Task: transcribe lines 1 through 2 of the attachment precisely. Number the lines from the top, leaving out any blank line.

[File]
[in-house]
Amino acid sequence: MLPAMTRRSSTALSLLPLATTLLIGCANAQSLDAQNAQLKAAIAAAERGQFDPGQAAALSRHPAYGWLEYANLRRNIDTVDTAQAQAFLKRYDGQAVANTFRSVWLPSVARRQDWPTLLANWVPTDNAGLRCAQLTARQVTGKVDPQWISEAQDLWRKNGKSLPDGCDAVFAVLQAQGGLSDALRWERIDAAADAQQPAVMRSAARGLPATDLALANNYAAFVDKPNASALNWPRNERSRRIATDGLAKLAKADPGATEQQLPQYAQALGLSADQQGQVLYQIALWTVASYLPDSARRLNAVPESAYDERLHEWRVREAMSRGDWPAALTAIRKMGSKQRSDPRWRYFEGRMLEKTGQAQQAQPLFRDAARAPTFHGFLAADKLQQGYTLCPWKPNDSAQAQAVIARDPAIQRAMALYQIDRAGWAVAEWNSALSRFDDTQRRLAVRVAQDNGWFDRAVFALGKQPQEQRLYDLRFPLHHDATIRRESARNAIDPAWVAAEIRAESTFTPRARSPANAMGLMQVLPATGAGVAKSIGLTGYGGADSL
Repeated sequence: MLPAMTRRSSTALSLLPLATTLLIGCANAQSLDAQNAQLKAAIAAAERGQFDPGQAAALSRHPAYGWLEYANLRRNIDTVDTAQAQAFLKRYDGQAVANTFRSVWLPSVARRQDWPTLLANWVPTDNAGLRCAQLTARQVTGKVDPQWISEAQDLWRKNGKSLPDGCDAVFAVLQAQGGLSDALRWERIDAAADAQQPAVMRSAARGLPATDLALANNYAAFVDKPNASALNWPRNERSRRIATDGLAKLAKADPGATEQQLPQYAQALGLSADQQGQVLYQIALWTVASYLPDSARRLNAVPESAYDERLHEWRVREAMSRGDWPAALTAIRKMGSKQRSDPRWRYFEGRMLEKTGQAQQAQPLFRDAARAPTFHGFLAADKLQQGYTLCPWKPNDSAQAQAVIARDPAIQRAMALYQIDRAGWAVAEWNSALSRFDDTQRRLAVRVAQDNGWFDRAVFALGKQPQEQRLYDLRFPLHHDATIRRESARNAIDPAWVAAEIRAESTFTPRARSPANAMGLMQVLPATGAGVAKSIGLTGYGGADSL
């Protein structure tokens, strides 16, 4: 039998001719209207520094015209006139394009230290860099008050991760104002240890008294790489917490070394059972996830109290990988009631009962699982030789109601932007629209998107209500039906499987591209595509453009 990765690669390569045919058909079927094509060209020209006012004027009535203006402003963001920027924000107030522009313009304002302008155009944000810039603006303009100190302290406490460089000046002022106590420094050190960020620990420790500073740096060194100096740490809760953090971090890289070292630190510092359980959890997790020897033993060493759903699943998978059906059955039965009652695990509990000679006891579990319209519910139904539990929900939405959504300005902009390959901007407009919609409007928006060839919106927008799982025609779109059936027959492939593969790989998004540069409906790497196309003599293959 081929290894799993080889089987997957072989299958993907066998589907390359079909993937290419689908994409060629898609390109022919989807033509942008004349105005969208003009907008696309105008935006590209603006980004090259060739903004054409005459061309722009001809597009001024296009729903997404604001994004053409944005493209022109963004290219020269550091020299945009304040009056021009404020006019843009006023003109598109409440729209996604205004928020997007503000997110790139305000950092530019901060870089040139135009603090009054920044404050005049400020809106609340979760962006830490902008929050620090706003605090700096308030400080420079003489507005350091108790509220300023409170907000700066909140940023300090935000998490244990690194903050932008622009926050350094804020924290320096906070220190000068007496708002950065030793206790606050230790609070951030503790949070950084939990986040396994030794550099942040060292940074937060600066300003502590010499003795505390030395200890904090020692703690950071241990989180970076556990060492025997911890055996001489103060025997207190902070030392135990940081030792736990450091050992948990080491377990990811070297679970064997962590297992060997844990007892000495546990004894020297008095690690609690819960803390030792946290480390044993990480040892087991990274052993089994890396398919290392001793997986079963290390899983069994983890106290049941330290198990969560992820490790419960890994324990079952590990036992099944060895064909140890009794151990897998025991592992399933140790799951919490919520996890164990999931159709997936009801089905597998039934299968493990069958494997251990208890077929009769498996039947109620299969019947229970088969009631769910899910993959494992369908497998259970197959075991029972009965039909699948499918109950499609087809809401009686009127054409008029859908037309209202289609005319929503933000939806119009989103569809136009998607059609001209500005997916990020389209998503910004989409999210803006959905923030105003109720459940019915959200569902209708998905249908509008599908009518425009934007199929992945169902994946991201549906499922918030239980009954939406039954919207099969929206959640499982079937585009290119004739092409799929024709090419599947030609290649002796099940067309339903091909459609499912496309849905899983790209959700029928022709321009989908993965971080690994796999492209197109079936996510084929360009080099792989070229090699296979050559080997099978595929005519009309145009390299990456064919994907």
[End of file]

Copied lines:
[in-house]
Amino acid sequence: MLPAMTRRSSTALSLLPLATTLLIGCANAQSLDAQNAQLKAAIAAAERGQFDPGQAAALSRHPAYGWLEYANLRRNIDTVDTAQAQAFLKRYDGQAVANTFRSVWLPSVARRQDWPTLLANWVPTDNAGLRCAQLTARQVTGKVDPQWISEAQDLWRKNGKSLPDGCDAVFAVLQAQGGLSDALRWERIDAAADAQQPAVMRSAARGLPATDLALANNYAAFVDKPNASALNWPRNERSRRIATDGLAKLAKADPGATEQQLPQYAQALGLSADQQGQVLYQIALWTVASYLPDSARRLNAVPESAYDERLHEWRVREAMSRGDWPAALTAIRKMGSKQRSDPRWRYFEGRMLEKTGQAQQAQPLFRDAARAPTFHGFLAADKLQQGYTLCPWKPNDSAQAQAVIARDPAIQRAMALYQIDRAGWAVAEWNSALSRFDDTQRRLAVRVAQDNGWFDRAVFALGKQPQEQRLYDLRFPLHHDATIRRESARNAIDPAWVAAEIRAESTFTPRARSPANAMGLMQVLPATGAGVAKSIGLTGYGGADSL